Genus: Vespa Linnaeus, 1758
Species: Vespa velutina Lepeletier, 1836
Common names: Asian hornet, yellow-legged hornet, Asian predatory wasp
Vespa velutina is a hornet native to Asia but invasive in Europe. It is a generalist predator of medium- to large-sized insects and will also scavenge vertebrate carrion. It can have significant impacts on flies and social Hymenoptera, such as honey bees. This invasive species threatens honey production and native pollinators. It may be introduced and transported accidentally with soil associated with plants, garden furniture, pots, timber, vegetables, camping equipment, etc. Although Vespa velutina has not been intercepted in North America yet, it is believed to have high invasion potential.
Vespa velutina is widespread in Asia, occurring from northeastern India to Taiwan and as far south as Indonesia (Archer 1994). This species is now established in France and has been found throughout western Europe, including the United Kingdom, the Channel and Balearic Islands, Germany, and Ireland (Monceau et al. 2014).
Distribution map of Vespa velutina by GBIF: https://www.gbif.org/species/1311477
The most recent taxonomic revision of the genus treats all subspecific names in the genus Vespa as synonyms, effectively changing them to informal names for regional color forms. There are 10 recognized color forms (Carpenter and Kojima 1997).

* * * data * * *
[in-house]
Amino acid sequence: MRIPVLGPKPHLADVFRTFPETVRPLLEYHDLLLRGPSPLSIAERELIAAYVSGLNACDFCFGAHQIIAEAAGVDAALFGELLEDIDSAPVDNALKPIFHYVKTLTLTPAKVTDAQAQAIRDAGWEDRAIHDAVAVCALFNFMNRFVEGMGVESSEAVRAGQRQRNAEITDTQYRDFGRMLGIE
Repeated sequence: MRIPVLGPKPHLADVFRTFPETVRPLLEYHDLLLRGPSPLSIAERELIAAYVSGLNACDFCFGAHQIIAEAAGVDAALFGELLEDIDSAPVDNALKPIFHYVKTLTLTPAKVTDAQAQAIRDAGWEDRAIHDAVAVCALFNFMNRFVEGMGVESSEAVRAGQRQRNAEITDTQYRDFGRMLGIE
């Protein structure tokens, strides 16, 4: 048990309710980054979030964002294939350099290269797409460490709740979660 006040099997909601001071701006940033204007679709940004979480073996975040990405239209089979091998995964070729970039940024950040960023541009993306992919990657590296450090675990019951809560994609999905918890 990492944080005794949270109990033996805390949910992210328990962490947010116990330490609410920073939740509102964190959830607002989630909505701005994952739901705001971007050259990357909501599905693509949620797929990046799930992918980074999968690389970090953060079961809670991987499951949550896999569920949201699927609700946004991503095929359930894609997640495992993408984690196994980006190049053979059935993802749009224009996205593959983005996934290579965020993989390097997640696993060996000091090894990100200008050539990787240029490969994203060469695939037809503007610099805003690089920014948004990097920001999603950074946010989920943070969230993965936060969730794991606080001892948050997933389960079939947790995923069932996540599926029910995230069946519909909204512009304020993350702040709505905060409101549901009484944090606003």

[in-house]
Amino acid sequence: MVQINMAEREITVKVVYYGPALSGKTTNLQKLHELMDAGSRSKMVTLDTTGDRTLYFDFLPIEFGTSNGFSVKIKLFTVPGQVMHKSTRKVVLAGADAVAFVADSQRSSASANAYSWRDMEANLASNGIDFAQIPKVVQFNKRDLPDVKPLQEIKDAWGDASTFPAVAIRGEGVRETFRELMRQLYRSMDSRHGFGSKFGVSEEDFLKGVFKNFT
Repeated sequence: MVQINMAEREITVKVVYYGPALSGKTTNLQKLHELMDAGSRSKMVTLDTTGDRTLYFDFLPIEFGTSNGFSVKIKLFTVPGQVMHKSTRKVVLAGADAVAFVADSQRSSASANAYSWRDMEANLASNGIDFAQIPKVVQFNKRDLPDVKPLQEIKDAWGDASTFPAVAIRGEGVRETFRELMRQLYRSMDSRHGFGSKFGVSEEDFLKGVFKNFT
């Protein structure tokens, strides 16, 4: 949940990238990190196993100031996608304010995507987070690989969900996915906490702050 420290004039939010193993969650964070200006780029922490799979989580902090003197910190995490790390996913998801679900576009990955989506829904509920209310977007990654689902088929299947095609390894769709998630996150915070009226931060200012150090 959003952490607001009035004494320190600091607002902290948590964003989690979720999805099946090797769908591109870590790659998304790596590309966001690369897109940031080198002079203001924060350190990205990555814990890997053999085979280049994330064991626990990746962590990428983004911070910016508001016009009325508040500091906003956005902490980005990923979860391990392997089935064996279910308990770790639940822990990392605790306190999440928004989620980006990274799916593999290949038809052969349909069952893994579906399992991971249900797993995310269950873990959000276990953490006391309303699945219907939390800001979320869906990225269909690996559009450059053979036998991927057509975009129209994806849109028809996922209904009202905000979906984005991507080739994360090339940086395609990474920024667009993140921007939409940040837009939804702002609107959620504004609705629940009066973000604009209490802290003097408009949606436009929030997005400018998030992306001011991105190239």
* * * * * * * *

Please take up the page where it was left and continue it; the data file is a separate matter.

Vespa velutina hunts Apis cerana (the eastern honey bee) in its native range. However, Apis mellifera is preferred because it lacks the defensive behaviors seen in A. cerana (Tan et al. 2007). Vespa velutina also preys on a wide range of large-bodied insects, including dragonflies, flies, and Orthoptera.
After mating in the late fall, new queens find a safe place to hibernate. In the spring the overwintering mated queen emerges and first constructs a paper nest low to the ground. After several months, once there are sufficient workers, they may abandon this nest and build a new one higher in a tree.
Vespa velutina nests are ovoid, with the cell combs enclosed by a paper envelope. They can become enormous, with an average of 6,000 workers. The colony is largest by mid- to late summer, which leads to increased predation on honey bee colonies. This hornet’s nests are annual, with the workers and males dying at the end of the season.
Vespa velutina is invasive in western Europe, South Korea, and Japan. The main color form found in Europe is often referred to as form "nigrithorax," which has been treated as a subspecies in the past.